If you ventured over here from my Pirate-Inspired Boy Bathroom, then you know that while I was in the midst of decorating the boys’ playroom bathroom, I found and fell in love with Ann Wood’s Boat Mobiles. They are incredibly beautiful, and I thought something similar would be the perfect addition to the bathroom. Ann Wood does provide a template for her mobiles that you can use (click the link above if interested) but I did not buy it. I am cheap when it comes to my projects, especially if I feel like I can figure something out on my own, and being a math teacher, I figured I could design some sort of pirate ship that would work.
I did do a little research, however, before I started, and found that cereal box cardboard was suggested. I immediately went to our pantry, grabbed the cereal box most empty, and got to work.
I sketched a few pirate ship side views on paper until I got one that I was happy with, and then traced it on one side of the box (with the bottom of the boat touching a crease in the cardboard).
I tweaked the hull a little at this point, snipping here and there, adding a little curve to the top, until I got a look I was happy with, and then I taped either end together using masking tape. Once the ends were together, you have these two gaps on either end.
I sort of just played around with some interior pieces I could add to seal in the gaps, while also helping to push out the sides to create form. This was really just trial and error (me playing around with some cardboard). If you look at the picture below, you can see a “leaf” shape. That’s the gap being held against the flat cardboard, so I can trace it.
You can see where I traced with a pencil a few times to get a decent shape to use to fill in the gap.
I did this for both gaps, and then made little foldable tabs to use around the shape.
Then I used a lot of masking tape to secure it all together.
Once I had the bottom good and taped, I created the deck using more cardboard and added a dowel rod as my mast.
Once I had a good solid shape to work with, I was ready to paper mache. I will warn you that I have not paper mache’d since the seventh grade, so I had to go online and research a few recipes.
I chose the boiled flour and water paper mache recipe because it was supposed to dry clear. Hmmmm….
I added my flour to the boiling water way too quickly, and my batter was very, very, very lumpy.
I used the mixture to add a few pieces of shredded computer paper to the hull, but was not happy about the amount of flour lumps remaining on the ship.
Hubby suggested throwing it in a food processor, which I happily did, but then while the mixture was whipping away, he warned me not to use it too much as it would add air bubbles to the mixture. Grrrrr.
With a lumpy, but not-as-lumpy-as-before mixture, I got to work paper mache-ing. I covered the entire base with computer paper. Everything I had read said to make sure it dried thoroughly or it would mold inside, so I stuck it upside down in one of our floor vents overnight, and let the AC work it’s magic.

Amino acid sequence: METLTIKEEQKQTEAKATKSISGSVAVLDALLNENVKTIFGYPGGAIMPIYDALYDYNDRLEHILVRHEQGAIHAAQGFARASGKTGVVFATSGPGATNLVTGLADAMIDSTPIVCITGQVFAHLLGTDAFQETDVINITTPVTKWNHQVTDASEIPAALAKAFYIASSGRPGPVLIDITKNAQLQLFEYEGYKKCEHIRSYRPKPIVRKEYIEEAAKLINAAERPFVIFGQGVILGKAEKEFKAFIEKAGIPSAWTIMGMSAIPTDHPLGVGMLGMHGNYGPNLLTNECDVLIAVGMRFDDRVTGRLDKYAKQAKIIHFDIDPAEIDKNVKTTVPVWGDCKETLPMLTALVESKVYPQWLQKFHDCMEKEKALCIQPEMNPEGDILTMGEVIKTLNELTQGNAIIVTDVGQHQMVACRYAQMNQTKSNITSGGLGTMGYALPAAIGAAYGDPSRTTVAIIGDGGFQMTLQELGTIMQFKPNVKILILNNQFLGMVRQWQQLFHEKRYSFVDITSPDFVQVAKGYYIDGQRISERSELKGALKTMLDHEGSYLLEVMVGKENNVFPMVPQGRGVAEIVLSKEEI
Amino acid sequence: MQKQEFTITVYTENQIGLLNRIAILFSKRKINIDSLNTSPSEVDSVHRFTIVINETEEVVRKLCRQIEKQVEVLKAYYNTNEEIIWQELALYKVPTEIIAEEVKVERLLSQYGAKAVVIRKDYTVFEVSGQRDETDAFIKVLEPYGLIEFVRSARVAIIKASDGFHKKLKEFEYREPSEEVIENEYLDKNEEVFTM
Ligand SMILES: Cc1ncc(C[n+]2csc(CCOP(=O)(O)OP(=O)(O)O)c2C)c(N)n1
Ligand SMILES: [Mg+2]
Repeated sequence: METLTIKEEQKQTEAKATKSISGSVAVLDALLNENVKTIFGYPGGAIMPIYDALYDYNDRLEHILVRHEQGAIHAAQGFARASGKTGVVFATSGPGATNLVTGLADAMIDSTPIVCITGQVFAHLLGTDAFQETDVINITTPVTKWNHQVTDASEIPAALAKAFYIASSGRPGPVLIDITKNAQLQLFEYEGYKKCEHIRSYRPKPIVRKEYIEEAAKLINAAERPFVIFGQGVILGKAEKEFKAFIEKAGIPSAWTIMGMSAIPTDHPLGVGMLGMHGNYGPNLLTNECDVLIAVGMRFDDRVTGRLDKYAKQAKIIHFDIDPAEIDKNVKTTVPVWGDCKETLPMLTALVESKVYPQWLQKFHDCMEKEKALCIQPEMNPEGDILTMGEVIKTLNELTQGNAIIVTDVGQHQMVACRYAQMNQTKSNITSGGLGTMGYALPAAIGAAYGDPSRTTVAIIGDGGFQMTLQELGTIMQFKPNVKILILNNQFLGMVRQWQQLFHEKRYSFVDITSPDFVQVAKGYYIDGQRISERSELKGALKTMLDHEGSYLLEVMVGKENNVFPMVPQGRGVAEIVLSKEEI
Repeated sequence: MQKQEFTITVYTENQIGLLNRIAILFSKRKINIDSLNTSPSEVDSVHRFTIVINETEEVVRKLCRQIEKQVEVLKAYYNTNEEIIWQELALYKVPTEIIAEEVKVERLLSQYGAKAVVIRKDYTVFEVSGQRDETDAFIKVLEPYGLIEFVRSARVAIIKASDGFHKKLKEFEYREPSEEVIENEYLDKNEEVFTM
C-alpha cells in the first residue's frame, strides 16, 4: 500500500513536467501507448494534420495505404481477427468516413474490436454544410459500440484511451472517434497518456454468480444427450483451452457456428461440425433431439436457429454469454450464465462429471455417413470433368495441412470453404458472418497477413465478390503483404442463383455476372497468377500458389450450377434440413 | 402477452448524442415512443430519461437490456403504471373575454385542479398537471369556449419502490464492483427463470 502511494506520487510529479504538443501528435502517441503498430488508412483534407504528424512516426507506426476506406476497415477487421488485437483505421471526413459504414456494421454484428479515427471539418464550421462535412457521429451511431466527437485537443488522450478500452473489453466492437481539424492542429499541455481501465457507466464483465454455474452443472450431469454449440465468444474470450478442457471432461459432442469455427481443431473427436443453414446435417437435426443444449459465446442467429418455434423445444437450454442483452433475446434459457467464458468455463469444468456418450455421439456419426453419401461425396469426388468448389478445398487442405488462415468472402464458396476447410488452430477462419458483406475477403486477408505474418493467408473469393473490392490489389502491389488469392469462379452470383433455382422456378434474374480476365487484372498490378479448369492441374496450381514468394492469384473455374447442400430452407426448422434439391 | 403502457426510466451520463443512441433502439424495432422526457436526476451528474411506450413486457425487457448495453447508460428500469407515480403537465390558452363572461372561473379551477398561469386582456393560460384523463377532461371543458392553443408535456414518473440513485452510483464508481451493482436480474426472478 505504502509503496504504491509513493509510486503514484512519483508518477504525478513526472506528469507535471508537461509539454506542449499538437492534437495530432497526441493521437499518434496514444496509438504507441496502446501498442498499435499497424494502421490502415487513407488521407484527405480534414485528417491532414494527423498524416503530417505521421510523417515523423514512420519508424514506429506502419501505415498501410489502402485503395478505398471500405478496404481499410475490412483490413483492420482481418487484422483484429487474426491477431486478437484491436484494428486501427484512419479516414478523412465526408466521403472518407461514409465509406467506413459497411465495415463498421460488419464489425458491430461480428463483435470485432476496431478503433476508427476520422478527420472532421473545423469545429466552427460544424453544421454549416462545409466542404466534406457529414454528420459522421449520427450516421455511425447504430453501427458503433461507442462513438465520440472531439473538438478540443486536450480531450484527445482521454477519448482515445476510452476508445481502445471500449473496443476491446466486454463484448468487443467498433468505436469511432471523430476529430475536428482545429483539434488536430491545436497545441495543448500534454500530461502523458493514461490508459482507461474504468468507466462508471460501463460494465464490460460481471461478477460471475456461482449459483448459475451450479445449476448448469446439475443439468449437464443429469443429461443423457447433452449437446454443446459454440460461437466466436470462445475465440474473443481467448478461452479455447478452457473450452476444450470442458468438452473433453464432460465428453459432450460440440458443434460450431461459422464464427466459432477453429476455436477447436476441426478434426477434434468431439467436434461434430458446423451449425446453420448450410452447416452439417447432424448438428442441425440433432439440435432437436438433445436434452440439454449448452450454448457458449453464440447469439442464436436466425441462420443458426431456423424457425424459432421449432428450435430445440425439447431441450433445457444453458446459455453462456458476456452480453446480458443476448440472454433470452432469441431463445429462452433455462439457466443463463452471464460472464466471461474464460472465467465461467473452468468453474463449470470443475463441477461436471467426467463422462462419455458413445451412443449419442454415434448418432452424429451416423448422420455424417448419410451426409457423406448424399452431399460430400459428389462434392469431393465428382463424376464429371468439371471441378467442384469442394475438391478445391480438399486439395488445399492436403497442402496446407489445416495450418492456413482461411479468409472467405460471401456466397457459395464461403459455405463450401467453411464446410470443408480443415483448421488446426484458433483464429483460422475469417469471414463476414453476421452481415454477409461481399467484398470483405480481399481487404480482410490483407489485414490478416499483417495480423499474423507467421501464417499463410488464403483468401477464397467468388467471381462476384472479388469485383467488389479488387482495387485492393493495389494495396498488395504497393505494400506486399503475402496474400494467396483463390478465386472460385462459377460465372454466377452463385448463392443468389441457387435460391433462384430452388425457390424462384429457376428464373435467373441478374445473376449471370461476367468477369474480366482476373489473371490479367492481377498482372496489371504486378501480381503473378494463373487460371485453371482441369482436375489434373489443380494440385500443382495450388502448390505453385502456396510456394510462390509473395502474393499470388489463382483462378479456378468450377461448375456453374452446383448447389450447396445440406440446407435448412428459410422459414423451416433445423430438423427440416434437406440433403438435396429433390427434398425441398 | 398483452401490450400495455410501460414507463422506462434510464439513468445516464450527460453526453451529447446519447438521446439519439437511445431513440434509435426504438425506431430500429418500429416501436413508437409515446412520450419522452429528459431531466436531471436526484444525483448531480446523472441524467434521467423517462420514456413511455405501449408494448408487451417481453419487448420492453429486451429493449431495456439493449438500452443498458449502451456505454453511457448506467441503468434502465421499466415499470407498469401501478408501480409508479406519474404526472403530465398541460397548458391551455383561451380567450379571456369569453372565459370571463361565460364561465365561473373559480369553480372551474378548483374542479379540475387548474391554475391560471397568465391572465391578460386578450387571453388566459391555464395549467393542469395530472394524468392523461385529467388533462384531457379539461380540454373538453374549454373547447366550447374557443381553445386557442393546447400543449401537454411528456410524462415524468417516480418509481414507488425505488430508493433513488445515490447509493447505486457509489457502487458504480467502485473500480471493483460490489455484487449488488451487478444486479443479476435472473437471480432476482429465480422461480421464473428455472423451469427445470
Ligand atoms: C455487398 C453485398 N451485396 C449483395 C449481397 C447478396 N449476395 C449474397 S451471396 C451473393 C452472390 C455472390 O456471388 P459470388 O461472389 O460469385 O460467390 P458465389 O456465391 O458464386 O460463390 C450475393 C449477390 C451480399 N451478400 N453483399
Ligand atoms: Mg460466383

The next day, I added another layer, this time using a matte varnish. Honestly, if I were to do this project over again, I think I’d use this the entire time.
The ship spent another night in the floor vent, and the next morning, it was beautifully white and very solid.
I did sand it just a little to try to remove some of the lumps that remained, but it was very difficult. The lumps were extremely stubborn.
Time to add my third layer. I knew I would be using a vintage Peter Pan book, but because I have an issue tearing pages from any books, let alone vintage books, I made copies of all of the pages I wanted to use. This helped to keep the ship very white because had I used the original pages, it would definitely be more yellow.
I was very meticulous when choosing the pages, trying to focus on scenes or sayings people would recognize from Peter Pan.
My book also had great illustrations too!
Here are a few photos of how I incorporated the pages on to the ship.
After I finished the hull, it was time to work on the sails. I used scraps of fabric left over from my DIY Pirate Ship Shower Curtain (which were already scraps left over from previous projects).
You will notice that I kept all cuts very rough and raw–no hemming. I was okay if the material frayed a little, or there was string here and there, because I felt like it added to the whole pirate-ship feel.
I used an Ikea Rast drawer pull for the top of the dowel rod.
I cannot express how overly excited I was with this finished mobile! It turned out exactly how I wanted it to, and I did it all by myself! It really added a special touch to the bathroom.
Notice the two stars? It comes from the directions to Neverland, “Second star to the right, and straight on ’til morning…” but those aren’t J.M. Barrie’s original words, did you know? Disney actually added the word star in their 1953 version.
I thought it was cute nonetheless, and added them next to the mobile.
If you’d like to see more projects from my Pirate-Inspired Boy Bathroom, click the photo below.
Let me know what you think!